Thursday, January 04, 2007


Interesting graph here comparing US income vs European. Not entirely what it covers. Whether EU 15 or the EU 25. (or EU 27 as it is now). But it is interesting. Seemingly it does include in the graph such things as medical expenses. It would be interesting to see this broke down per country. From Back Talk Blog


Anonymous said...

Hi Simon,

That's an interesting post you've linked to, but just to clarify, this is broken down per country. Engram says that he drew the figures from an aggregation of figures from "the Netherlands, Sweden, Germany, Finland, U.K., and Belgium."

Also, one of the commentators suggests that the figures don't include healthcare costs. By which I assume he means, doesn't include private healthcare costs to individuals in the States (since they'd be included in the tax burdens of people in all the European countries Engram measured).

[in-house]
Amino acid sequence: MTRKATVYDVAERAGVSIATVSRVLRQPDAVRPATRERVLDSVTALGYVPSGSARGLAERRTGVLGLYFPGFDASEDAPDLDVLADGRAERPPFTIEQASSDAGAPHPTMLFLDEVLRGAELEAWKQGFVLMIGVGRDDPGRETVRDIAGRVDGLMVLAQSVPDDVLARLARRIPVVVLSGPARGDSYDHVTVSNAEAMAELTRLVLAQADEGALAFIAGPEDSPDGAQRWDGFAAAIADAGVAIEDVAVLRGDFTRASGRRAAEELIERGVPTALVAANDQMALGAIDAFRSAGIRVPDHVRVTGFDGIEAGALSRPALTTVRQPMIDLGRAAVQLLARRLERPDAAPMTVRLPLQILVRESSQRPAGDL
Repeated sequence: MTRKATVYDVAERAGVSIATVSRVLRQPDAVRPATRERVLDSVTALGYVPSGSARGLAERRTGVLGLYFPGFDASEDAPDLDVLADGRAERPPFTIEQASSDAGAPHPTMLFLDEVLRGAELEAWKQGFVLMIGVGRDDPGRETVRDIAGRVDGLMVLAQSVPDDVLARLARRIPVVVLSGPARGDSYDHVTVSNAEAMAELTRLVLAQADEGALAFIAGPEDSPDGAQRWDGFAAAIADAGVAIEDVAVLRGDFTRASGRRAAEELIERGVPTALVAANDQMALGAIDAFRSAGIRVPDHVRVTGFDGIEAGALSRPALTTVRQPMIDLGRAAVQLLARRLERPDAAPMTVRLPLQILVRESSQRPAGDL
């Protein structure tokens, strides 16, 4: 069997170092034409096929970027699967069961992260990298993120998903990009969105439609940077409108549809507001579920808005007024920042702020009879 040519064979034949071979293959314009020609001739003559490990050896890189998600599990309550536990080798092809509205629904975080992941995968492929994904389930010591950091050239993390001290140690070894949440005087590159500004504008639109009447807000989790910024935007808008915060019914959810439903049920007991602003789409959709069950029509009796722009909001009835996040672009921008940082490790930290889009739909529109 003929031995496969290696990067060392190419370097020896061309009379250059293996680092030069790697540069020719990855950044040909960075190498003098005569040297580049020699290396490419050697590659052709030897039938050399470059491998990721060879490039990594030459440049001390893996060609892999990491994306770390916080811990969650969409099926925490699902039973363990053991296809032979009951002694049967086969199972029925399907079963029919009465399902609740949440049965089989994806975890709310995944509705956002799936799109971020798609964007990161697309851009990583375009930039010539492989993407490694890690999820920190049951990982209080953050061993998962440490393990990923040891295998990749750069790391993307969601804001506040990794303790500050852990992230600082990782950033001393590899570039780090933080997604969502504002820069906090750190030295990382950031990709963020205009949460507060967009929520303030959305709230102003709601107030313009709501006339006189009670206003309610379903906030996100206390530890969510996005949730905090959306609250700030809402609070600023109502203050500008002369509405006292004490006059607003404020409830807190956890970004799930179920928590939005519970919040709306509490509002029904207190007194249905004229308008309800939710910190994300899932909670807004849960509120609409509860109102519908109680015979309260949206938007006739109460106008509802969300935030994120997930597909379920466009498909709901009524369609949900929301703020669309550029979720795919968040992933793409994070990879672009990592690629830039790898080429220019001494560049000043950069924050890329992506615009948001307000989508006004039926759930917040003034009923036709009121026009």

God knows how you would calculate median per capita healthcare costs, but what we do know is that health spending in the states is well over twice the OECD average. These costs are not only borne by the taxpayer as in other countries, but (especially for the people in the middle of the graph) by the consumer too.

As the commenter said, it's hard to know what impact this (and, say higher education costs) might have on the actual burdens people face, but it's worth acknowledging that they explain at least some of the difference.

Godwhacker said...

CiarĂ¡n hit it dead on with healthcare in the states. Out of pocket expenses for the top and bottom here are extremely low ~ its the middle that gets the sort end of the stick.